In terms of weekly data, the most recent NINO indices are +0.9°C, +1.2°C and +1.0°C for NINO3, NINO3.4 and NINO4 respectively. When compared with two weeks ago, each of the NINO indices has cooled slightly; NINO3 and NINO4 cooled by approximately 0.3°C, and NINO3.4 by approximately 0.5°C. The 7-day SST anomaly map shows warm anomalies in excess of +1°C covering most of the tropical Pacific east of 170°E, while ocean temperatures are more than 2°C above average between the date-line and 140°W. When compared with anomalies observed a fortnight ago, the central and eastern Pacific sea surface has cooled slightly. An animation of recent SST changes is available.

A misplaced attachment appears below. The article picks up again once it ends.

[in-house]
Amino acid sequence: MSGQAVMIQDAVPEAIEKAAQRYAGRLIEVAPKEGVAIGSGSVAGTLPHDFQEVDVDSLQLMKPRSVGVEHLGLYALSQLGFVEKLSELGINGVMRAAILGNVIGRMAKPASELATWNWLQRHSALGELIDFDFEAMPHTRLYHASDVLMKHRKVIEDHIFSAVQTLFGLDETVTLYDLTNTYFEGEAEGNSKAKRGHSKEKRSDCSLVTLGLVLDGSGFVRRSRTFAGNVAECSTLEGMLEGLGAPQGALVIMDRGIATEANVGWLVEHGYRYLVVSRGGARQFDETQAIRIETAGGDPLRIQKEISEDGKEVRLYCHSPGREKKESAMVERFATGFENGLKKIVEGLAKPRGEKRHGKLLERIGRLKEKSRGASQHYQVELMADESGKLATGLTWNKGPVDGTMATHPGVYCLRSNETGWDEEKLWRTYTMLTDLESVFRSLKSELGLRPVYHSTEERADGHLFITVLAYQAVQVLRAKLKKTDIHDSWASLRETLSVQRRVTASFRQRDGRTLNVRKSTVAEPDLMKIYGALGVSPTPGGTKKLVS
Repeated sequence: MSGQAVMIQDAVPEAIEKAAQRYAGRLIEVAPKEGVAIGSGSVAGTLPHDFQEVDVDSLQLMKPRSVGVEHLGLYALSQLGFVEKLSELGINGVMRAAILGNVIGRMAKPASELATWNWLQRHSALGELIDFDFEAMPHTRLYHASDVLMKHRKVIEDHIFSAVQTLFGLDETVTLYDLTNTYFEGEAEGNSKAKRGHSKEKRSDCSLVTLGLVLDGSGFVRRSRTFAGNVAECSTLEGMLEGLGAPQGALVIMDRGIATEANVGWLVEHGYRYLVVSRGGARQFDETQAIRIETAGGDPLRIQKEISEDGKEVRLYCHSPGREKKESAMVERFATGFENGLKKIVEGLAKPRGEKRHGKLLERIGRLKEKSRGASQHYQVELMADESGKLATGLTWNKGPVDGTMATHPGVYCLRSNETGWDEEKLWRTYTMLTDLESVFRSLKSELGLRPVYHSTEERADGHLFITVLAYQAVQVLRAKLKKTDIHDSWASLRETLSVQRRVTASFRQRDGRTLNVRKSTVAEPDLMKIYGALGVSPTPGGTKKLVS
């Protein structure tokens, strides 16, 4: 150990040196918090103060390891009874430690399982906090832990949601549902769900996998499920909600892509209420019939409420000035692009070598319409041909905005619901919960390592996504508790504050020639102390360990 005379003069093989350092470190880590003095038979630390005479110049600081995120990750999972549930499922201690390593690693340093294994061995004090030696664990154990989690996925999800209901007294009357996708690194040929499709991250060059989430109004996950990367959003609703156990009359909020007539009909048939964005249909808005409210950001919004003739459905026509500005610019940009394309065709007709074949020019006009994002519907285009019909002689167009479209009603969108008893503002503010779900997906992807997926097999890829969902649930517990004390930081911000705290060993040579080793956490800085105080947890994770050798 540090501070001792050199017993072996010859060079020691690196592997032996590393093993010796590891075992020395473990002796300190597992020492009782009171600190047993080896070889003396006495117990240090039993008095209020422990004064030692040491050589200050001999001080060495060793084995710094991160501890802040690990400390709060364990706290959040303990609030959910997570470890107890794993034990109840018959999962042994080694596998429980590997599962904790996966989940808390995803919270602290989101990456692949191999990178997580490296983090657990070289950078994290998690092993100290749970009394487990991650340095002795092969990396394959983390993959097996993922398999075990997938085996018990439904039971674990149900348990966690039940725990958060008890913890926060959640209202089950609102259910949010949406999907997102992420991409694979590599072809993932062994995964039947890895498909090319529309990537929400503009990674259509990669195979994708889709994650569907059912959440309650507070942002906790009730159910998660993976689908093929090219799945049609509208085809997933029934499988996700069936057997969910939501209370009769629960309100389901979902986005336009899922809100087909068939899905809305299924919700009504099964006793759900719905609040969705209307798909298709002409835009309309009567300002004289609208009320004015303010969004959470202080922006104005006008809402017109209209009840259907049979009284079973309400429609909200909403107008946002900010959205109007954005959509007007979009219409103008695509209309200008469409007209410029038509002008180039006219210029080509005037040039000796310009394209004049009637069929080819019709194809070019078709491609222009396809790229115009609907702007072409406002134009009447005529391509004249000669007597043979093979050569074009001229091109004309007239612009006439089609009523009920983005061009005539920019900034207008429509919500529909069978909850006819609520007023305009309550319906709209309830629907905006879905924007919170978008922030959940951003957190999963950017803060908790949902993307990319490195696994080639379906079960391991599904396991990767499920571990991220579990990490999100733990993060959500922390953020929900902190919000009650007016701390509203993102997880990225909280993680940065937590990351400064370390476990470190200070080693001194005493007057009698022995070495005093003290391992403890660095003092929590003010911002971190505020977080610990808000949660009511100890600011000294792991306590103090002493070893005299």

A four-month sequence of sub-surface Pacific Ocean equatorial temperature anomaly shows a peak in sub-surface warmth during November, with anomalies in excess of +4°C evident between 110°W and 140°W. During December and January, weak cool anomalies propogated eastwards displacing some of the warm anomalies along the thermocline, particuarly in the central Pacific. A recent map for the 5 days ending 1 February shows that a large volume of warmer than normal water persists below the surface of the tropical Pacific east of the dateline, with anomalies exceeding +3°C in the eastern Pacific. When compared with two weeks ago, the sub-surface of the equatorial Pacific has slightly cooled. An animation of recent sub-surface changes is available.